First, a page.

The competitive gaming scene changes every few years, especially when a new game is released, and some players choose to migrate to the new game. Back in the 90s, when competitive gaming started becoming a career prospect for some avid cybersportman, the first person shooter genre led the way. Doom was the granddaddy of all games, but Quake was even more instrumental in the growth of e-sports. It produced arguably the first famous cybersportman, Dennis “Thresh” Fong, who won id software CEO John Carmack’s Ferrari 328 as far back as in 1997.

After Thresh, Jonathan “Fatal1ty” Wendel became even more famous by winning tournaments in a variety of games, including Quake III Arena, Unreal Tournament 2003, and Painkiller.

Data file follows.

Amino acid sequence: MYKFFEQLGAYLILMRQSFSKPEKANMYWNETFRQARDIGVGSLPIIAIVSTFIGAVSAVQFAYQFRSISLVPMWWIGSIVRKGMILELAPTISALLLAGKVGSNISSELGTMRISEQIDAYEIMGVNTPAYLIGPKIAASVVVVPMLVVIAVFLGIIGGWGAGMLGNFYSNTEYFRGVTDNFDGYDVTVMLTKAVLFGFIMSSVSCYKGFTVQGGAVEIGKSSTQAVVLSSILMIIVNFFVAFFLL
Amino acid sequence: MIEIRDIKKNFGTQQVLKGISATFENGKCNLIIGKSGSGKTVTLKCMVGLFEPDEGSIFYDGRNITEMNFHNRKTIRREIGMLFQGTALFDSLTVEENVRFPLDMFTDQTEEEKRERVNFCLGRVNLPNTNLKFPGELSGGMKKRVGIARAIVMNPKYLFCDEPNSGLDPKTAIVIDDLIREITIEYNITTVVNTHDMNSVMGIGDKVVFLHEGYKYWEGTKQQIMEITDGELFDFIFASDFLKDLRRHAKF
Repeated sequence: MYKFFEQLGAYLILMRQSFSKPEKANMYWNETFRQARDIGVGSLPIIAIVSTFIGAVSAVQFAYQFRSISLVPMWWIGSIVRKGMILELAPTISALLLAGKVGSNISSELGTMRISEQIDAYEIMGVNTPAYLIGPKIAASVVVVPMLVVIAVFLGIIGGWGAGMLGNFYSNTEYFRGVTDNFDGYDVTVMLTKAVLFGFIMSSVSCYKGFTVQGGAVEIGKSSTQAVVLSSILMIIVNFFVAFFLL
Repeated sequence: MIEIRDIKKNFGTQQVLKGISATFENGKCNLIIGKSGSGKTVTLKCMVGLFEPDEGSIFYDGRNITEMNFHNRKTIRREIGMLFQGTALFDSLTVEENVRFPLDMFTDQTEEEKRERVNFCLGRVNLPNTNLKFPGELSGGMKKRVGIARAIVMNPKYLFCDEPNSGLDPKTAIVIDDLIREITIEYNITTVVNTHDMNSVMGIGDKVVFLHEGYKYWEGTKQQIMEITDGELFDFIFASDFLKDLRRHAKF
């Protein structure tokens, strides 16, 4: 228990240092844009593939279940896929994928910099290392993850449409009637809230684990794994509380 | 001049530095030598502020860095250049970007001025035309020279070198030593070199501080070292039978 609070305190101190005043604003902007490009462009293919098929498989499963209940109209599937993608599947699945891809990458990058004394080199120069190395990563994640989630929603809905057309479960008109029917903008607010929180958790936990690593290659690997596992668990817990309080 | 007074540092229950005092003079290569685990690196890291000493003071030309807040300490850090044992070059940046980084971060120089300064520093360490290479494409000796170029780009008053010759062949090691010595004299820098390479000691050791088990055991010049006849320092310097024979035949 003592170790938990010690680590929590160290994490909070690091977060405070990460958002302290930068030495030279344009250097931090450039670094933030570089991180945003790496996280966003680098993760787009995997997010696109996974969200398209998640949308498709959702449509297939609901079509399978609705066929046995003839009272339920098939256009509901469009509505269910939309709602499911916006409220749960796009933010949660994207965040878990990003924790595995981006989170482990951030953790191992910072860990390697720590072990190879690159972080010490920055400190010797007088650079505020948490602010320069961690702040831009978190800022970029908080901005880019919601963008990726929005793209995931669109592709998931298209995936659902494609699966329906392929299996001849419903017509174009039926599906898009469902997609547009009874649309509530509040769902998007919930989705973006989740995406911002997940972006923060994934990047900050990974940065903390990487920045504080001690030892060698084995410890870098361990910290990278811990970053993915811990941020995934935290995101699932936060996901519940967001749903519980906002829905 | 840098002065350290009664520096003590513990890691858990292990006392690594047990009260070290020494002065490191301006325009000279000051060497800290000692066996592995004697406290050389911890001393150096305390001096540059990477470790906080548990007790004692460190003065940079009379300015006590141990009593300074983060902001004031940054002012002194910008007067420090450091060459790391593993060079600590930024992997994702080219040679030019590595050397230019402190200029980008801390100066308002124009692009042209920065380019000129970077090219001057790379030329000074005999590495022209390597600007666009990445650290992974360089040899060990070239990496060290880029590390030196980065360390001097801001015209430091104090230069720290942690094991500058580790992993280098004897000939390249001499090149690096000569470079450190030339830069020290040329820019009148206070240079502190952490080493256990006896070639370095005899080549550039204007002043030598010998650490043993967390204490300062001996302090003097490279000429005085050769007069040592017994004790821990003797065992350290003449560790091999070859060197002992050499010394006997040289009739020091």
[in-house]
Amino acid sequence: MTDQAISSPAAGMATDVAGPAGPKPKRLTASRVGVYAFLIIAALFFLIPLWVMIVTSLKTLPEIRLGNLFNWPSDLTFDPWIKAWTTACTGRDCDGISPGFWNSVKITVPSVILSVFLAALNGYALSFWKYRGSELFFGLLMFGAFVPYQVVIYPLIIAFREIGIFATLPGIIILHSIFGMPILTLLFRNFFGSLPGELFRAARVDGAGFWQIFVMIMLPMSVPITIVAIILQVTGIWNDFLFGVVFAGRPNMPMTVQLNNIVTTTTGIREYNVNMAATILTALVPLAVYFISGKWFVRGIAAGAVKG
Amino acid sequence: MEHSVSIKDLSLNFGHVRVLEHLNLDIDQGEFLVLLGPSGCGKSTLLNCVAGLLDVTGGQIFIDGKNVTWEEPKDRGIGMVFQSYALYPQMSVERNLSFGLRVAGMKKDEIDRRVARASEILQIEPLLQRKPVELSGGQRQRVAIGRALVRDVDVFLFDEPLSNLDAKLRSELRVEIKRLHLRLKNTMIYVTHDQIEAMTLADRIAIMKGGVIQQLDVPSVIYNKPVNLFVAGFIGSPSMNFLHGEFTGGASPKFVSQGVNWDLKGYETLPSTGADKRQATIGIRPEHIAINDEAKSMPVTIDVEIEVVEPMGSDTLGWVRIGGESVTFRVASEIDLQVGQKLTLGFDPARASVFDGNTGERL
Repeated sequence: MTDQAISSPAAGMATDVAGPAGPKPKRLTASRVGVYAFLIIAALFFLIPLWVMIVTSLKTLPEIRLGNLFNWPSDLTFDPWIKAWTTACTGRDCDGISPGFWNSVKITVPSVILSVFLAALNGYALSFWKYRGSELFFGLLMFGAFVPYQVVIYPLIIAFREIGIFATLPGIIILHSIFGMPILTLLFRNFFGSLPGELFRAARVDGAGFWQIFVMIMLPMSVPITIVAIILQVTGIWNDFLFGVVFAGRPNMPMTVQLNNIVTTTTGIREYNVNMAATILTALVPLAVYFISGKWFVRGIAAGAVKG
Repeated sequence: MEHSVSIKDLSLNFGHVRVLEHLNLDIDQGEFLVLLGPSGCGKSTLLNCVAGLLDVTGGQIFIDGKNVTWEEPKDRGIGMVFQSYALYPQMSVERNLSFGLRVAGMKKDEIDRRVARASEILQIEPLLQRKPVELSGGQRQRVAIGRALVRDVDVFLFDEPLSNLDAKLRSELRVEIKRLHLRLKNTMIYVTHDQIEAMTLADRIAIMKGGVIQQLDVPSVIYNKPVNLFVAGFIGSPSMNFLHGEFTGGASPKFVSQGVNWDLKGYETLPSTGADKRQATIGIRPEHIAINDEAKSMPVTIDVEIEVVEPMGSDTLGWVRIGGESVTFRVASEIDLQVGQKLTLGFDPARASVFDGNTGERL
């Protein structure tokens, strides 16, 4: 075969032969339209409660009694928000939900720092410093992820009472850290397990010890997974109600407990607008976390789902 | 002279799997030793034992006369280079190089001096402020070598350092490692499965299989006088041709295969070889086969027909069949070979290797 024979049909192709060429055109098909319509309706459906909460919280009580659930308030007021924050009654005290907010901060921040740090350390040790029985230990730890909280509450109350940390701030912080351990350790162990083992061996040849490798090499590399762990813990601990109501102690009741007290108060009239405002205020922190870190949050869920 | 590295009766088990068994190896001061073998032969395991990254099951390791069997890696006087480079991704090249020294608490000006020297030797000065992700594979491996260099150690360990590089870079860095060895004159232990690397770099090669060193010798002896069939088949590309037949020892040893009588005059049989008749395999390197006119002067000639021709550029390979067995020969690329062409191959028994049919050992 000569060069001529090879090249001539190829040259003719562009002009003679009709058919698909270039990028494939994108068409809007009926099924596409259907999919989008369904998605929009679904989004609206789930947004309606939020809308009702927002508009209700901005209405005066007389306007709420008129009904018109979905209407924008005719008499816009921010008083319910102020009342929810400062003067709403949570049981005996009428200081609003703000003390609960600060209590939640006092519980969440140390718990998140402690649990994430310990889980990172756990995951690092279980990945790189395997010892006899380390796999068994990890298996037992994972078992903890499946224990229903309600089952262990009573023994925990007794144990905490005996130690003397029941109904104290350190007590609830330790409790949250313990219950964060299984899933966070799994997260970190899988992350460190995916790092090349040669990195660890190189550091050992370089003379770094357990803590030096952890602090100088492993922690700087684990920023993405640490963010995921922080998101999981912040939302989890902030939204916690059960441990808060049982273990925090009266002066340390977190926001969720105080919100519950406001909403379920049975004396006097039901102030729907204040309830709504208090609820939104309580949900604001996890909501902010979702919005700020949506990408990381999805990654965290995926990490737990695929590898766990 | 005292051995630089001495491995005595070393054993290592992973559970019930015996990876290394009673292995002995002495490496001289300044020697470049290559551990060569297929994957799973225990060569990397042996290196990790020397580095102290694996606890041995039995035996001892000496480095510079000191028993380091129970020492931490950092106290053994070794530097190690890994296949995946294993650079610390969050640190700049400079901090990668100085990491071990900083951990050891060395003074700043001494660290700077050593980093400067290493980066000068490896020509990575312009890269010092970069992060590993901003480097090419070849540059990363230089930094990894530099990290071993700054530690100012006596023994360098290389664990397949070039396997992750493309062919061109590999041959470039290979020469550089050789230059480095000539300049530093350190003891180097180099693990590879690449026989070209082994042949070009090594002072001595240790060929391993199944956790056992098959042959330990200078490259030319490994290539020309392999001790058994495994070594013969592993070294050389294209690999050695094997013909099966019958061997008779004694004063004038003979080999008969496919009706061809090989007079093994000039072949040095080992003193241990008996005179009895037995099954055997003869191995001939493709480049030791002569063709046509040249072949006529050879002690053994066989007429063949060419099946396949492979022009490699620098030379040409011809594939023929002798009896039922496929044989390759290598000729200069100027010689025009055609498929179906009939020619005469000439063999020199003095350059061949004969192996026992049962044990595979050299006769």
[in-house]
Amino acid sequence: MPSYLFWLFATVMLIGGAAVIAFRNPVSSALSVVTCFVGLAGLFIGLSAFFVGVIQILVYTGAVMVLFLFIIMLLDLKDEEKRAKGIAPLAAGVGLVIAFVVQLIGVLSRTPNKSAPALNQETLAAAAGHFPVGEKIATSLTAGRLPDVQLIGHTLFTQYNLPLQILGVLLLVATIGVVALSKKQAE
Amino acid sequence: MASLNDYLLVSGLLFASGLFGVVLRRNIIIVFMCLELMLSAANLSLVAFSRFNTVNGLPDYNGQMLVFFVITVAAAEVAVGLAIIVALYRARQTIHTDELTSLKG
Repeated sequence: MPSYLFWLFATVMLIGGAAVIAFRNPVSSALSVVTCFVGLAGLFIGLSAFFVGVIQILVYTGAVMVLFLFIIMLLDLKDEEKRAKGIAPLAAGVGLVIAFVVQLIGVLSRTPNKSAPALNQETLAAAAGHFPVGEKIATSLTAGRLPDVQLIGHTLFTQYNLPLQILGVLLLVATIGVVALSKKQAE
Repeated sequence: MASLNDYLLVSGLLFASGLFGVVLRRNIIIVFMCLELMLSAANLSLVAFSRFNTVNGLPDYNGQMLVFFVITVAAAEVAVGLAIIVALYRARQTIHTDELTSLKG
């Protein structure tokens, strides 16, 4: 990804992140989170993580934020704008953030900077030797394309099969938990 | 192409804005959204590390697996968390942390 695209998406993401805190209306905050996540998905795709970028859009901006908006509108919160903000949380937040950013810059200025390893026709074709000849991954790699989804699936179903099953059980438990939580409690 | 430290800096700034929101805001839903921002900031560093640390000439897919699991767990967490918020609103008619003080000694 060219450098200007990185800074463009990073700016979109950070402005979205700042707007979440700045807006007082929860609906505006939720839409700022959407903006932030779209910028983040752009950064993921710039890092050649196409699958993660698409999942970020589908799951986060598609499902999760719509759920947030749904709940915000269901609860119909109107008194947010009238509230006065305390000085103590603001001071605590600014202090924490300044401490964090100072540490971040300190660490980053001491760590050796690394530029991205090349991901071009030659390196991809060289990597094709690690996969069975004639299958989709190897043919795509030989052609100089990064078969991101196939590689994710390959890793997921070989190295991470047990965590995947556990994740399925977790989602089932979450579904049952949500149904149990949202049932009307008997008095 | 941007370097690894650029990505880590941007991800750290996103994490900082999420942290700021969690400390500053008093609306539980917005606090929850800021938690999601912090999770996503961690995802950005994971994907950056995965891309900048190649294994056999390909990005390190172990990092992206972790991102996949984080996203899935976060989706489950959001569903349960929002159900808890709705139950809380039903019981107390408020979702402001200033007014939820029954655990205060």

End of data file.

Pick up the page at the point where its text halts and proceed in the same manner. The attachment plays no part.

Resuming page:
Meanwhile, an entirely different kind of gaming tournament grew out of real-time strategy games. A prime example would be StarCraft, which spawned a huge competitive gaming scene in South Korea. The game is currently in its sequel, StarCraft II, which has replaced it as the competitive RTS of choice. In this game, Canadian cybersportman Chris “HuK” Loranger was able to earn more winnings in gaming tournament history than any other Canadian gamer had ever before, but he has since been eclipsed by a female gamer, Sasha “Scarlett” Hostyn.

It is out of the humble RTS that the current king of competitive games, Dota 2, emerged. Once upon a time, there was a very popular mod for Blizzard’s WarCraft III, called Defense of the Ancients, or DotA for short. Valve Software took the concept and refined it, and created the unimaginatively titled Dota 2 as a free-to-play title that was made available for free on Steam.

So, who’s the most famous Canadian Dota 2 player then? Well, Kurtis “Aui_2000” Ling’s team won The International 2015, and he ranked number one in the country.